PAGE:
Wireless communications are very prevalent in business, personal, and other applications, and as a result the technology for such communications continues to advance in various areas. After cellular communication systems originated in the United States, one type of cellular system that then followed in Europe, and which is now finding its way into the United States as well as elsewhere, is the GSM system. By way of introduction, the following discusses certain aspects of GSM, while numerous other aspects will be known in the art. As its name suggests, GSM has become globally accepted and it provides a set of recommendations so that uniform concurrence with them permits compatible communication between different equipment in numerous geographic regions. As a cellular system, GSM is characterized by providing low-power base transceiver stations (“BTSs”, or singular, “BTS”). Each such BTS communicate signals with mobile units that are within a geographic area, or “cell,” reachable via wireless radio signal communications with that BTS. A single BTS may have a number of actual transceivers, typically based on the expected density of users in the cell corresponding to that BTS. A group of BTSs are often controlled by a common base station controller. The controller typically provides all the control functions and physical links between the BTS and a mobile services switching center, where the controller is a high-capacity switch that provides functions such as handover, cell configuration, and control of radio frequency power levels in BTSs.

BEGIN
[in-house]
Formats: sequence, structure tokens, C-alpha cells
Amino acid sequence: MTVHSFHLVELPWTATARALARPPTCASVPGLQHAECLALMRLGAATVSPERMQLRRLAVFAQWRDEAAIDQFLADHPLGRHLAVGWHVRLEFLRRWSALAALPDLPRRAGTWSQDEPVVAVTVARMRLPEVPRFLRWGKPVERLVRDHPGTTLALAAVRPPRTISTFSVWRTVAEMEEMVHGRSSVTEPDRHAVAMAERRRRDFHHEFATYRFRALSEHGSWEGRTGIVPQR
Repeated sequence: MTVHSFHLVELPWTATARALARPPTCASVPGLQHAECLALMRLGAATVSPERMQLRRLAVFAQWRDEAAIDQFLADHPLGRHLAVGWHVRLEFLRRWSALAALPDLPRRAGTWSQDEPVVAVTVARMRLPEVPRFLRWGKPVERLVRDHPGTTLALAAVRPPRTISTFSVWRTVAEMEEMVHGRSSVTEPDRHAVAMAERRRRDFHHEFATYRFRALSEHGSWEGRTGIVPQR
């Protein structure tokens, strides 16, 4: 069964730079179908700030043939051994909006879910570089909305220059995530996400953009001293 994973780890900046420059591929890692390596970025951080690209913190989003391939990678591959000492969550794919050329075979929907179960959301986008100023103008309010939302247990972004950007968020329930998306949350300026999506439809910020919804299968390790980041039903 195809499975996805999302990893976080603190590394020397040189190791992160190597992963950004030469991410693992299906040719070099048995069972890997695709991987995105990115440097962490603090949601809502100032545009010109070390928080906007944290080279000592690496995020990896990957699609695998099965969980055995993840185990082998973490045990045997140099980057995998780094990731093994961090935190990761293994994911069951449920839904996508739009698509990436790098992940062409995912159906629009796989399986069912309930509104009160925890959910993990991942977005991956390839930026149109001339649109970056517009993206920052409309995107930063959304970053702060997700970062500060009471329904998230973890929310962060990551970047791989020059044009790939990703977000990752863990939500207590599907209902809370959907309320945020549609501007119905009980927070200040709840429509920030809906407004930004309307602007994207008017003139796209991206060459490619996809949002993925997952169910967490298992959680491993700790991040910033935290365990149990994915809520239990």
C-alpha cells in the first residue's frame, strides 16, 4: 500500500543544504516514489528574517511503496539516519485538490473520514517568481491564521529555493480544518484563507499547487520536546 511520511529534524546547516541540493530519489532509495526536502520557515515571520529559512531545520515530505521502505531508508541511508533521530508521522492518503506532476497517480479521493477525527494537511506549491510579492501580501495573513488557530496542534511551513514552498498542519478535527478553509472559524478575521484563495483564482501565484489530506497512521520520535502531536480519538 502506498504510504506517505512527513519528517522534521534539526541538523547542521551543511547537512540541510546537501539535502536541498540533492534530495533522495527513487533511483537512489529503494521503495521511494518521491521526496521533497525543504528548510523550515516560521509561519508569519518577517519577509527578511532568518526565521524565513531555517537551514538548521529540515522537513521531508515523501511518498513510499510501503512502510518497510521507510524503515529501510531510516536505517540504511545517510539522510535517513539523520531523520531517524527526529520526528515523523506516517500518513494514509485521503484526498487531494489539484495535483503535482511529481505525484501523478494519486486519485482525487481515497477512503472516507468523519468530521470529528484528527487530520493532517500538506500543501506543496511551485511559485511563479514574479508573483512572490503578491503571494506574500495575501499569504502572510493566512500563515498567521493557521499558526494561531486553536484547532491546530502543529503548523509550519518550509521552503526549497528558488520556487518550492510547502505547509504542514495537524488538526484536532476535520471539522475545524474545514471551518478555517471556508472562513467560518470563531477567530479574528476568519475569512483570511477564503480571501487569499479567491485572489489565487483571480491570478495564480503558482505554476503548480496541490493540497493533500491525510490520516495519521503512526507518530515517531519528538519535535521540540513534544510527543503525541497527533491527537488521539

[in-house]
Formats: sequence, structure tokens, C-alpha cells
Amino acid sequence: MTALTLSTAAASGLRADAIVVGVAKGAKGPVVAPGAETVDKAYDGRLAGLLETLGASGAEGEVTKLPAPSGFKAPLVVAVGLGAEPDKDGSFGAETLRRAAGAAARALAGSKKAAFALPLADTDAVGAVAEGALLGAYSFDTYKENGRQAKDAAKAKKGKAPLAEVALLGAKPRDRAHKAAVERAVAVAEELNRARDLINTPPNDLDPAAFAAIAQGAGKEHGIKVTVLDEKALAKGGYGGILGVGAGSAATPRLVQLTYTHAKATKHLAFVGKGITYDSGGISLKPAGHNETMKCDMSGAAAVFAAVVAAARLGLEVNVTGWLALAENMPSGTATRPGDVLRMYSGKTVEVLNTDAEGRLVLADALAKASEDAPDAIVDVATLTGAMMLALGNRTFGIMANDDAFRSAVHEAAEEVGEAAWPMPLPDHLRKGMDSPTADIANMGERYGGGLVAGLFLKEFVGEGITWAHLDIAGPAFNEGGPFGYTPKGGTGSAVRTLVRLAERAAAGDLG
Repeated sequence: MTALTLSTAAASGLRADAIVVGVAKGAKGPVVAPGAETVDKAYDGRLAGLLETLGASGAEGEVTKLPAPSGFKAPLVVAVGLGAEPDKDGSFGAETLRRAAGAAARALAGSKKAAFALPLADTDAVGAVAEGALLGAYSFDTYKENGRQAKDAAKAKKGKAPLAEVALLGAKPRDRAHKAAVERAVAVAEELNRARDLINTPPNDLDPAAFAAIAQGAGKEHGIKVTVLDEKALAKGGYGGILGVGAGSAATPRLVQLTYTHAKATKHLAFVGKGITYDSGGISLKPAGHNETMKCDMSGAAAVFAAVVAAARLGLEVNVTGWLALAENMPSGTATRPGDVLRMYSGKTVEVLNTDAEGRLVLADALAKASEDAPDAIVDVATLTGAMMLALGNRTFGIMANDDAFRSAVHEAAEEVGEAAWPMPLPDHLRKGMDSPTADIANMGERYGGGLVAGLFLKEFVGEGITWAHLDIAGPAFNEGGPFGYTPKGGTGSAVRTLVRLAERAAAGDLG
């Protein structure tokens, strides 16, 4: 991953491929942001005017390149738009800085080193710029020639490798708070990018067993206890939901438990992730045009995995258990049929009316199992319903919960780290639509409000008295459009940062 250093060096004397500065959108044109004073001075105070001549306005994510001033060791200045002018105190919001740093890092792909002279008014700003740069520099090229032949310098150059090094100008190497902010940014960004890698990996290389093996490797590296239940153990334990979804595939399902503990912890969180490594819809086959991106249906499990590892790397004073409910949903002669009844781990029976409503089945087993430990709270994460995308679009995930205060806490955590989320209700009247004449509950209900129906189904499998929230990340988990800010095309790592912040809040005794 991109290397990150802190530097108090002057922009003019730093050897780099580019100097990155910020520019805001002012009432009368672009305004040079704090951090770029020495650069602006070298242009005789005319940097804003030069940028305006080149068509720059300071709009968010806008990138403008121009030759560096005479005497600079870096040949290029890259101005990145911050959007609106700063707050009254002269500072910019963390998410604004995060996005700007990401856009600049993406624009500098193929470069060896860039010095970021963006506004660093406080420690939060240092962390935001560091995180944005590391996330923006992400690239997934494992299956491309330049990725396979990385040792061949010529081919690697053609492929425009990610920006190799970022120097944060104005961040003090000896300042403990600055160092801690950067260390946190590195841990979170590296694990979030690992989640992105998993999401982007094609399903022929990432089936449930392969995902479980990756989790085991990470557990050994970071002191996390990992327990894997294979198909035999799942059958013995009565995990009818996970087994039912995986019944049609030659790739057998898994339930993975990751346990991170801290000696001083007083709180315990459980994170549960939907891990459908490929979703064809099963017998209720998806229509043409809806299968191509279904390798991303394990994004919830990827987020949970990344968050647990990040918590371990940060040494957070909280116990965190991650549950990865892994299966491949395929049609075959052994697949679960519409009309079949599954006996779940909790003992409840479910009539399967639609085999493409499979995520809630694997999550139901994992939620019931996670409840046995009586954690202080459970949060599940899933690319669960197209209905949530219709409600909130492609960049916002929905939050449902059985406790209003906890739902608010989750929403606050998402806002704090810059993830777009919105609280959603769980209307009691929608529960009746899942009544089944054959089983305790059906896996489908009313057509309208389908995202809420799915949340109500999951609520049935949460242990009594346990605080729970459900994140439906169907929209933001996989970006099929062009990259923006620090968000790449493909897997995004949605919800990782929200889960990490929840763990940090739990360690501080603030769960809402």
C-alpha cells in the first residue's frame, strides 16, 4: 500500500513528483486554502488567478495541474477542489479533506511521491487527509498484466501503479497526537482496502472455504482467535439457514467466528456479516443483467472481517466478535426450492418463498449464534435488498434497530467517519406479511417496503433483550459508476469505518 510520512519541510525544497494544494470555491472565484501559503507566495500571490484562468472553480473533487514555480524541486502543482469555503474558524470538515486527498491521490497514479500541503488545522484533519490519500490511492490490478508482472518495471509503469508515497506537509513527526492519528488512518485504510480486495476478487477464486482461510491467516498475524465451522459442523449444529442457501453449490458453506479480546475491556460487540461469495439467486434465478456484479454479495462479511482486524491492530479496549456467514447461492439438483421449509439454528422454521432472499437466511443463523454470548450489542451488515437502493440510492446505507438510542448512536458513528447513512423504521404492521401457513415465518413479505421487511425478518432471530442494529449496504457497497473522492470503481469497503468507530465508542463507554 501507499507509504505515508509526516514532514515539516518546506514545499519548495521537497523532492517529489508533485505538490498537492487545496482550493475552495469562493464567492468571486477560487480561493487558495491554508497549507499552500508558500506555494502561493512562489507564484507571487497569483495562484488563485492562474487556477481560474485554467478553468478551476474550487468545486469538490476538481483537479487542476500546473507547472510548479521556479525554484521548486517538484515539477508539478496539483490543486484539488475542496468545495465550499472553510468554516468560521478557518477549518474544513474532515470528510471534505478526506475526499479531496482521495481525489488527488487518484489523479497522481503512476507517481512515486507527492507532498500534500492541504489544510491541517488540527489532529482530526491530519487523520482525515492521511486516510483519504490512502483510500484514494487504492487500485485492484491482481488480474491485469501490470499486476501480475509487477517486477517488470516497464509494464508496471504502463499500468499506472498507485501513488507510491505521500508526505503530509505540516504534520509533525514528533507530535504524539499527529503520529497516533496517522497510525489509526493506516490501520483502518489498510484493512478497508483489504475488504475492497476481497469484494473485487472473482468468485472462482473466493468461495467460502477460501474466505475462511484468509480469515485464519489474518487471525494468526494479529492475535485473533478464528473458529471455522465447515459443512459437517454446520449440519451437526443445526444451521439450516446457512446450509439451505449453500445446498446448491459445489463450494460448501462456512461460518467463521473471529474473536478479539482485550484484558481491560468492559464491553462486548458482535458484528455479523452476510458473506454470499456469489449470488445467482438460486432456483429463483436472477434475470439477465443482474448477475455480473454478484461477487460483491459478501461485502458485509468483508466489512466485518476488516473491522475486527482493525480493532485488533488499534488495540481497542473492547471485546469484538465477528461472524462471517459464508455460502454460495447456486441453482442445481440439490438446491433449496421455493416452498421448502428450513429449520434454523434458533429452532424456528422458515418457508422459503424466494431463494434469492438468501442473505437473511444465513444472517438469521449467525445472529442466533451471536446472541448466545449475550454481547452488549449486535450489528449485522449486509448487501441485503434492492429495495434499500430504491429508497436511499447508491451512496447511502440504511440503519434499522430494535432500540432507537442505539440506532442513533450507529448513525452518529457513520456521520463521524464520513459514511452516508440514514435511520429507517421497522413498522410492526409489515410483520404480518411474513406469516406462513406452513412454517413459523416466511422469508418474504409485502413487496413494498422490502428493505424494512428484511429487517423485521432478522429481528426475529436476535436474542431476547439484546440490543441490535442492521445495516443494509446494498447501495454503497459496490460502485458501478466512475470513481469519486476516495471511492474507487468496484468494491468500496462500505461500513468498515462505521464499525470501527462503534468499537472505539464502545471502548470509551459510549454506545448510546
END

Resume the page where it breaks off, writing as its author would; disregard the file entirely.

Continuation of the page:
• [0005]
    For GSM communications, both control and traffic (i.e., speech and data) channels are digital, and GSM uses a combination of time division multiple access (“TDMA”) and frequency division multiple access (“FDMA”). Particularly, for the FDMA aspect, the 25 MHz band for the link, either uplink or downlink, is divided into 124 carrier frequencies (separated by 200 kHz) and one or more of these carrier frequencies is assigned to each BTS with some level of frequency hopping. The BTS then divides each of its carrier frequencies into time slots, thereby providing the TDMA aspect. The fundamental unit of time in this TDMA scheme is called a burst or a burst period, which lasts 15/26 ms (or approximately 0.577 ms). One physical channel is one burst period per TDMA frame. Channels are defined by the number and position of their corresponding burst periods. Eight burst periods are grouped into a TDMA frame (120/26 ms, or approx. 4.615 ms), which forms the basic unit for the definition of logical channels. Further, a group of 26 TDMA frames forms a 120 ms multiframe, and that 120 ms is how the length of a burst period is defined, namely, by dividing the 120 ms by 26 frames and further dividing that result by 8 burst periods per frame. The multiframe provides a traffic channel (“TCH”) that carries speech and data traffic. TCHs for the uplink and downlink are separated in time by three burst periods, so that the mobile station does not have to transmit and receive simultaneously, thus simplifying the mobile station electronics.